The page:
When I ask Alexia Elkaim to tell me her favorite body part to show off, the buxom beauty hardly hesitates. “My butt!” she enthusiastically replies. I’m not surprised. After all, her newly minted line of curve-enhancing denim, Miaou (pronounced just like a feline’s frisky call), was designed with the modern bombshell in mind—the fashion-conscious girl with hips, breasts, and a booty that simply won’t quit. “I design for my body type, which I think falls somewhere in the middle.
Curled up on a velvet couch, her famous curves wrapped in a silk Thomas Wylde robe, Power actress and businesswoman La La Anthony is a more subtle version of the bombshell that had spent much of the humid June morning guiding ELLE.com's cameras through her new Tribeca home, waxing prophetic on the tenets of "bad bitchdom." A bad bitch, for Anthony, is hardly the ferocious she-devil that the media likes to paint opinionated and ambitious women as, but an empowered, shrewd strategist.
It was a cut that shaped a generation. High-waisted, hip-bone-grazing, and cut-to-there, the bikinis and one-pieces of the ’80s were unapologetically skimpy, and spoke to the extreme nature of the era’s fashion. Now, a host of style influencers too young to try the trend the first time around are fueling its inevitable resurgence.
Muck Rack makes it simple to find people, tweets, or articles that mention any name, keyword, company, hashtag etc. We've compiled this guide to help you make the most of your search.
Selecting a term
Start searching tweets, articles from media outlets, articles mentioned in tweets, journalists'
names, titles and bios with some suggested searches:
Companies or Topics (e.g. iPhone, Microsoft)
Phrases (e.g. "cloud computing") — use quotes to keep the terms together
Twitter handles (e.g. @username) — returns those who have mentioned or replied to
Names (e.g. "David Pogue")
Hashtags (e.g. #sxsw, #london2012)
Bio details (e.g. vegan, Olympics, father)
Muck Rack's Advanced Search allows for many boolean operators.
Find results that mention multiple specified terms, use AND or
+. For example, ensure each result contains both Elon Musk and Mark Zuckerberg by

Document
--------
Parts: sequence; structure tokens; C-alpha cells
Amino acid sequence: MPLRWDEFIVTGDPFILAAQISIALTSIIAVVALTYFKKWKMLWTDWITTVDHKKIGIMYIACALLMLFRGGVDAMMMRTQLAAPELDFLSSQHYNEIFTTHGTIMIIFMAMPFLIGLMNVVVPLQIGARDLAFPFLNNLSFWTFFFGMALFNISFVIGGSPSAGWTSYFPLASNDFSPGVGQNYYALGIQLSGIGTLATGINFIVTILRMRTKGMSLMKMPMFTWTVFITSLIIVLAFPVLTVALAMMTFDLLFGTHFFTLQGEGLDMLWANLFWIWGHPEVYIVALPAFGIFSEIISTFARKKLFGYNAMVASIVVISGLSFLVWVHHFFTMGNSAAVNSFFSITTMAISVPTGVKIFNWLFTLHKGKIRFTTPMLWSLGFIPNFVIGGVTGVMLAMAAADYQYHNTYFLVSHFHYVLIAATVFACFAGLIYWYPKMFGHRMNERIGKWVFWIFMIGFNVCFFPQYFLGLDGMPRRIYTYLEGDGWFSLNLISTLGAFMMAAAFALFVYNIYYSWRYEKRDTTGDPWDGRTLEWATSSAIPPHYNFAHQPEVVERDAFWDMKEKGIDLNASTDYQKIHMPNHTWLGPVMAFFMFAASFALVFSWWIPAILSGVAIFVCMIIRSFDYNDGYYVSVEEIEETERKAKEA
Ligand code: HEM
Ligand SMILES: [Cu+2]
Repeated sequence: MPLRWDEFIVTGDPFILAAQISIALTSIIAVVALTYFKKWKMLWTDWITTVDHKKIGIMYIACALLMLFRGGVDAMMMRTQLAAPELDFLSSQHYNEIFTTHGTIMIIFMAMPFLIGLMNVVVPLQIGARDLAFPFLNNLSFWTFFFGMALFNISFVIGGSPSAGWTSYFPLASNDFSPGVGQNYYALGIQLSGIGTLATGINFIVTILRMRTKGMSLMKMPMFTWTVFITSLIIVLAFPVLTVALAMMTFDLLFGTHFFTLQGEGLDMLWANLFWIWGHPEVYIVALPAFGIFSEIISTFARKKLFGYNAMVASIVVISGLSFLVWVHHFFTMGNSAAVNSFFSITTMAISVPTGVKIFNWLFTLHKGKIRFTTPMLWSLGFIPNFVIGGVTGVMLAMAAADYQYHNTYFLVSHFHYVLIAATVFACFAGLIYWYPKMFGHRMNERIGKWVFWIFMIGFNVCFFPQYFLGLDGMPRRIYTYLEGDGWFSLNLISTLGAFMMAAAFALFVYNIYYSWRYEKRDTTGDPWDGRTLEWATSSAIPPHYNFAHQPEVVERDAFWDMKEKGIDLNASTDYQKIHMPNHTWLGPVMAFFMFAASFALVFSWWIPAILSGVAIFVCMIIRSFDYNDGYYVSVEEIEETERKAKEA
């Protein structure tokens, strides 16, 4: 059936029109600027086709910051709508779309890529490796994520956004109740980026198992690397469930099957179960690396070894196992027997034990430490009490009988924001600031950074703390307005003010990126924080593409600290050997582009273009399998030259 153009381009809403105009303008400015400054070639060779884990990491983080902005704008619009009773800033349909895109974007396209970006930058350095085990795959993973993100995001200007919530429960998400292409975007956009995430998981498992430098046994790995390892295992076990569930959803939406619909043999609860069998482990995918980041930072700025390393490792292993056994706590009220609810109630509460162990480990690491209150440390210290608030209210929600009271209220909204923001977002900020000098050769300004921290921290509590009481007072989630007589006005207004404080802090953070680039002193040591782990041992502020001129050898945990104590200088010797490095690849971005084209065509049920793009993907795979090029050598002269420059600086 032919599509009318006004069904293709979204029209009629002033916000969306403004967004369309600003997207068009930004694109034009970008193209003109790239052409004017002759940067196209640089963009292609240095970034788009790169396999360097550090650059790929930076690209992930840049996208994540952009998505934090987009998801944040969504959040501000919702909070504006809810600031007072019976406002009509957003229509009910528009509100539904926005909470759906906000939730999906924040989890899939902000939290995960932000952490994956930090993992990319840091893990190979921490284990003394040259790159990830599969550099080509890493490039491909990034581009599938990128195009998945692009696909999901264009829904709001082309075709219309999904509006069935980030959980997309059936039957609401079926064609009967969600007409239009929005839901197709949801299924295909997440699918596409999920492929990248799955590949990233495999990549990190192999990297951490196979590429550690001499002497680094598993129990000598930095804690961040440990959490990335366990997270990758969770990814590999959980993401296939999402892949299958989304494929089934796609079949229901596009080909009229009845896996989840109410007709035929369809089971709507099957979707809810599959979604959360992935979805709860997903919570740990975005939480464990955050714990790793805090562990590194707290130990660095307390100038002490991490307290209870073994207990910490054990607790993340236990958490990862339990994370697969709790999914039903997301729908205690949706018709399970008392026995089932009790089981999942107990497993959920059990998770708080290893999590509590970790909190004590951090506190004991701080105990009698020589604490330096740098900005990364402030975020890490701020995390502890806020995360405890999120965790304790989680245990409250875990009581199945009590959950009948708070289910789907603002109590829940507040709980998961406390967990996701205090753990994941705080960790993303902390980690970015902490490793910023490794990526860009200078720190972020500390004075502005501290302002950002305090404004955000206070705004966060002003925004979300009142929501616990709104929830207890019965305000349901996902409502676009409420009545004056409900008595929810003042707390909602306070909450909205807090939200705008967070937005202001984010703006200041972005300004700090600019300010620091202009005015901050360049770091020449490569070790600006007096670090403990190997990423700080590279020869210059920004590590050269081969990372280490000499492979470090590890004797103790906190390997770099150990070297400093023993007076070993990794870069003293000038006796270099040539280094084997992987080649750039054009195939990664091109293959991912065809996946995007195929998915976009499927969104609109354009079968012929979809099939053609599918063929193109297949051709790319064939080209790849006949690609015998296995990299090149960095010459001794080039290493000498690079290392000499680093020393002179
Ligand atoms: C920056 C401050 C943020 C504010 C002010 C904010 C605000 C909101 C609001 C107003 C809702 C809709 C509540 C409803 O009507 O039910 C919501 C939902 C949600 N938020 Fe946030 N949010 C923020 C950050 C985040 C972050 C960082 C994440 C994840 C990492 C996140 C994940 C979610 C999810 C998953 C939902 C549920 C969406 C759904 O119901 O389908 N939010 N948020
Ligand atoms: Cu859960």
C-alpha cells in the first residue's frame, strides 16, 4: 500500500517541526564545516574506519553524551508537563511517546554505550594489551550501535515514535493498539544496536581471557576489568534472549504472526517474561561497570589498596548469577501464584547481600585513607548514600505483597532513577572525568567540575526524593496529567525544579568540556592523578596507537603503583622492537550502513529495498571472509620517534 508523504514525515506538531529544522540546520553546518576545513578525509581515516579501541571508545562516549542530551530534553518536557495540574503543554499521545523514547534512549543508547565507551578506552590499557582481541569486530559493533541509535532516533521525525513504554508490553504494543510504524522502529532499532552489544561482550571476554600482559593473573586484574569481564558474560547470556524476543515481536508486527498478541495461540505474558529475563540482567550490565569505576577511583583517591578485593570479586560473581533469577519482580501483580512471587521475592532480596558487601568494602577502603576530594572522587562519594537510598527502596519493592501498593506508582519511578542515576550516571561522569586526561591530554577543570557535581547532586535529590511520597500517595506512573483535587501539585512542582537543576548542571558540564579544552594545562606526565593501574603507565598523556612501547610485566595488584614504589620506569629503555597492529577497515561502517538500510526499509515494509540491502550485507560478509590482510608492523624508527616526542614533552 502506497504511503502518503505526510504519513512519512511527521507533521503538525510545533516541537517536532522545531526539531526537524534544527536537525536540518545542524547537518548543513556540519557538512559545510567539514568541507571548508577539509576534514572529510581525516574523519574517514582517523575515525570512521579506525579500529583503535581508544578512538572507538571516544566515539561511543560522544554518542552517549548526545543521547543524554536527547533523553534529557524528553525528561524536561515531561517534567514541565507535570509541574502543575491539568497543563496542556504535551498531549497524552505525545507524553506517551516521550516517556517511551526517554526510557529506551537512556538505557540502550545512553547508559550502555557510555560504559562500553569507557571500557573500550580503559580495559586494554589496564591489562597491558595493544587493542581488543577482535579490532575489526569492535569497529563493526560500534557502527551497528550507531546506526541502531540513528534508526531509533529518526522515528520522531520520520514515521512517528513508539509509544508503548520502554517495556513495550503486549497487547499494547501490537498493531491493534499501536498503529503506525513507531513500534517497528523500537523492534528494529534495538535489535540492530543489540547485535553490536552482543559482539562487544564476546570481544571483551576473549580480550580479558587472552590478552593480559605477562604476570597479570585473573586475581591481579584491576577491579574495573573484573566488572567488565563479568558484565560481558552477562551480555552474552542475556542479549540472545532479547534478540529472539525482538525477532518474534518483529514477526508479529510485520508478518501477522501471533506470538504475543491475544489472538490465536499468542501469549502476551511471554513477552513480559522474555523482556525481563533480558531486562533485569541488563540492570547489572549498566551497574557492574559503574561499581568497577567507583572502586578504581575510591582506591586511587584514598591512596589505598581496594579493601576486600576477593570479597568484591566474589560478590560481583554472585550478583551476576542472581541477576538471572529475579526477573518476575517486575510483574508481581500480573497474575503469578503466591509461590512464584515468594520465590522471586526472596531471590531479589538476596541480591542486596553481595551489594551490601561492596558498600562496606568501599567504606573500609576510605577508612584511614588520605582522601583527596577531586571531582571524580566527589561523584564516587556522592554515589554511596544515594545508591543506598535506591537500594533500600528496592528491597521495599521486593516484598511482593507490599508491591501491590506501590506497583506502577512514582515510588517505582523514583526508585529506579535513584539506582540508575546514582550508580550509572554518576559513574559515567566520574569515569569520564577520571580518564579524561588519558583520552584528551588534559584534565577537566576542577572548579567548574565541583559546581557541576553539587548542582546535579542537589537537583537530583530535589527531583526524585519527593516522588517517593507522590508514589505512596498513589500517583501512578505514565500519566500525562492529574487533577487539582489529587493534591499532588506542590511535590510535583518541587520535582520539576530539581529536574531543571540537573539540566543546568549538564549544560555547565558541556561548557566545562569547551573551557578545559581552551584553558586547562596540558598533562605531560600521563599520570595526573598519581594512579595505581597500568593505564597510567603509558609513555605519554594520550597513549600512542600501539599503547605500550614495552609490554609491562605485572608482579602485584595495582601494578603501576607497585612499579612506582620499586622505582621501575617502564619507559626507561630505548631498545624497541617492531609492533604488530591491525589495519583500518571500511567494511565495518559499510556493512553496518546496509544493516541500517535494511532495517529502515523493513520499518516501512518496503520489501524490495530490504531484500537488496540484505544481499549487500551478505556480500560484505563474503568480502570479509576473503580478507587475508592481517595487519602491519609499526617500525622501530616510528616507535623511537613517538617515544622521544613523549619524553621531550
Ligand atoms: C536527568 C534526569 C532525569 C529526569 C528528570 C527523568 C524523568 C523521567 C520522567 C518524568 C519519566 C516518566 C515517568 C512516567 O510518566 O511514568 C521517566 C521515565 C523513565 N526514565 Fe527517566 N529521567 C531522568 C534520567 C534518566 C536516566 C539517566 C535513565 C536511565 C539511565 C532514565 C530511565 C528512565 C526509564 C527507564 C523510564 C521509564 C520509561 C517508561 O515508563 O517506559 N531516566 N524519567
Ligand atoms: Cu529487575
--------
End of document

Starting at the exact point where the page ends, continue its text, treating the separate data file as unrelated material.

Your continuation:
searching Obama AND Romney or Obama + Romney.
Use the operators OR or , to broaden your search when you'd like either of
multiple terms to appear in results. (This is the default behavior of our search when no operators
are used.) For example, search for democrat OR republican to find results that refer to
Democrats and/or Republicans.
Use NOT or - to subtract results from your search. For
example, searching Disney will yield results about the Walt Disney Company as well as Walt Disney
World Resort. To exclude mentions of Disney World, search for Disney -World or Disney
When using one of these operators with a phrase, enclose it in quotation marks. For example, you can
find results about smartphones excluding Apple's iPhone 4S by searching smartphone -"iPhone
Exact case matching or punctuation
If you're searching for a brand name or keyword that relies on specific punctuation marks or capitalization, you can
find results that match your exact query by adding matchcase: before the keyword you're searching for, like matchcase:E*TRADE .
Use parentheses to separate multiple
boolean phrases. For example, to find journalists talking about having fun in Disney World or
Disneyland, search for ("disney world" OR disneyland) AND fun.
An asterisk can be used to search for any variation of a root word truncated by the asterisk. For example, searching for admin* will return results for administrator, administration, administer, administered, etc.
A near operator is an AND operator where you can control the distance between the words. You can vary the distance the near operation uses by adding a forward slash and number (between 0-99) such as strawberries NEAR/10 "whipped cream", which means the strawberries must exist within 10 words of "whipped cream".